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Metatarsalgia - Pain in the Forefoot 

What are the symptoms of metatarsalgia?

The main symptom of metatarsalgia is pain in the metatarsal area under the ball of your foot. The condition may or may not be accompanied by swelling or inflammation. Metatarsalgia symptoms can come on quickly or develop over time. They include:

  • Pain in the ball of your foot. This can be sharp, shooting, aching or burning. The pain may get worse when you stand, run or walk.

  • Numbness or tingling in your toes.

  • Feeling like you have a pebble in your shoe.


What causes metatarsalgia?

You may develop metatarsalgia if you participate in activities that involve jumping or running. Other causes of the condition include foot deformities and wearing shoes that are too high-heeled, too soft, unsupportive or overworn.

Foot and ankle surgeons divide metatarsalgia causes into three groups: primary, secondary and iatrogenic.


Primary metatarsalgia

You can develop primary metatarsalgia if there’s an issue with your metatarsals that affects their relationship with other parts of your foot. Examples include:


Secondary metatarsalgia

Secondary metatarsalgia can happen if you have health issues or do activities that increase pressure on your forefoot. Examples include:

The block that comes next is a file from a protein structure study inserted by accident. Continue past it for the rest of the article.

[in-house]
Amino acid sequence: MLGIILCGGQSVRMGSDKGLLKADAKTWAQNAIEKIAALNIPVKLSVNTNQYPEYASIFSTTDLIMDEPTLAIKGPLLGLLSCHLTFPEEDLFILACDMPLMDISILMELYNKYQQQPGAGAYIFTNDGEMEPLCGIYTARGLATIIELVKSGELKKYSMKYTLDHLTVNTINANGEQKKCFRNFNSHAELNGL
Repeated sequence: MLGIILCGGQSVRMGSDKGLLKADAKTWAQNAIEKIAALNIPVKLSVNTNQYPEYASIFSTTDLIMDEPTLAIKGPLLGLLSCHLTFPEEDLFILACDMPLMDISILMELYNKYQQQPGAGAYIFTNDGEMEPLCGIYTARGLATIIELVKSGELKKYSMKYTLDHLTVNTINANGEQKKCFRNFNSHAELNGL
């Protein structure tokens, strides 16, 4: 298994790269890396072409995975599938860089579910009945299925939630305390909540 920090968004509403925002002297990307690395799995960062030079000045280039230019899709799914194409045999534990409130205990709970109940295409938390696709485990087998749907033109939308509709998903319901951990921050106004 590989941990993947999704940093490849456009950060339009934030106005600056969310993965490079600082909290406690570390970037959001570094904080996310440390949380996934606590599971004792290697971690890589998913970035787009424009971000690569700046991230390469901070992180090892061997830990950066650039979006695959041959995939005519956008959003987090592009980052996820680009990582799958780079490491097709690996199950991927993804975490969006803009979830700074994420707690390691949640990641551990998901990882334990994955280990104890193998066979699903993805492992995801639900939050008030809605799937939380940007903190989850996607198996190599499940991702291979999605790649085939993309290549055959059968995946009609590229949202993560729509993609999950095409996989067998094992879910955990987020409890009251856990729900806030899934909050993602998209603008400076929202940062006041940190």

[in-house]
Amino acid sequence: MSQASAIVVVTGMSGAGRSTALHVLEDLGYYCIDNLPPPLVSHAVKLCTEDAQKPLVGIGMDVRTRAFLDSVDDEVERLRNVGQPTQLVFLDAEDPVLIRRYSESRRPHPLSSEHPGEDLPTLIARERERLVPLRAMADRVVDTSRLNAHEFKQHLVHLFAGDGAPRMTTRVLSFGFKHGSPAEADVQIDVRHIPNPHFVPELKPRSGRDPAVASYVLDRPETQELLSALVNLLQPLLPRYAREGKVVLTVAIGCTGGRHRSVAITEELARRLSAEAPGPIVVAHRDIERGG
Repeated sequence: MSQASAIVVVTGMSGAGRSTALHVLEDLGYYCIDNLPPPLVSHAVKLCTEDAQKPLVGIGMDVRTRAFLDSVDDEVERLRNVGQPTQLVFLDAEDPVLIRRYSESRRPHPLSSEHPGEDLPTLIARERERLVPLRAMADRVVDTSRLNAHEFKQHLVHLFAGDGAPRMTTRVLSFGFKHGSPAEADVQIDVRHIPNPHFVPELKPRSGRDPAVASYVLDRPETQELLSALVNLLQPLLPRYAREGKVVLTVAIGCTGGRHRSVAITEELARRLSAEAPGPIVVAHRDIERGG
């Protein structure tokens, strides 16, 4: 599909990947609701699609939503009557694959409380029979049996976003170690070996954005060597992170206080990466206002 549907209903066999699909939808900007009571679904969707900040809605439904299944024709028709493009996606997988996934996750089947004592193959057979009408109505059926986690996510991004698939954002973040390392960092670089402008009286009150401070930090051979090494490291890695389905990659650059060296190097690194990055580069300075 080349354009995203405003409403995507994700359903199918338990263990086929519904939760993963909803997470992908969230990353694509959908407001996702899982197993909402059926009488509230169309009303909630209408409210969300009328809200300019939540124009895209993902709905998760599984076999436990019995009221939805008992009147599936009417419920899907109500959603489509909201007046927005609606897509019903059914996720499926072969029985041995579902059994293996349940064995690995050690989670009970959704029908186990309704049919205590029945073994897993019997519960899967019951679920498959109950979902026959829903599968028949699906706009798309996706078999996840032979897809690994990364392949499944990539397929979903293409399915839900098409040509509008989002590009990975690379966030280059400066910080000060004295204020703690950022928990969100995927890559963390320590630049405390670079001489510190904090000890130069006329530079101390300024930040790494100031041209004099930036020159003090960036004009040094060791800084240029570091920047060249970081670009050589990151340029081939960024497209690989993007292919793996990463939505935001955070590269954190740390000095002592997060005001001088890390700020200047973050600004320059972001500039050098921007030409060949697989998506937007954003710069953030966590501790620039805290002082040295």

Iatrogenic metatarsalgia

Iatrogenic metatarsalgia is a complication of forefoot surgery. For example, bunion surgery may lead to changes in your big toe that cause metatarsalgia pain. Other complications include broken bones (fractures) that don’t heal properly (or at all) and avascular necrosis. While rare, these complications can occur.



What are the risk factors?

Anyone can get metatarsalgia, although runners and others who take part in high-impact sports or spend more time on their forefeet have the condition more frequently than others.

People who wear shoes that are ill-fitting, or don’t wear shoes when they need support (for example, when exercising, walking up and down stairs, or using ladders) experience metatarsalgia more than others. Also, wearing high-heeled shoes puts extra pressure on your metatarsals and heels.

In addition, people who have foot deformities and preexisting inflammatory conditions are more likely to have metatarsalgia pain.

What are the complications of metatarsalgia?

If you have any ongoing symptoms of metatarsalgia, you should see your healthcare provider. Untreated metatarsalgia can lead to other foot and ankle conditions that can cause you to limp. Metatarsalgia can also cause pain in other parts of your body, including your lower back and hip when you compensate and begin to walk abnormally.


Diagnosis and Tests

How is metatarsalgia diagnosed?

Your healthcare provider will begin an exam for metatarsalgia by asking about your symptoms. They’ll also examine your foot manually. You may need a foot X-ray to rule out stress fractures or other problems that could be causing your pain. Other times, they may order an ultrasound or MRI (magnetic resonance imaging) to assess the soft tissues surrounding your metatarsophalangeal joints.

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Video: Metatarsalgia

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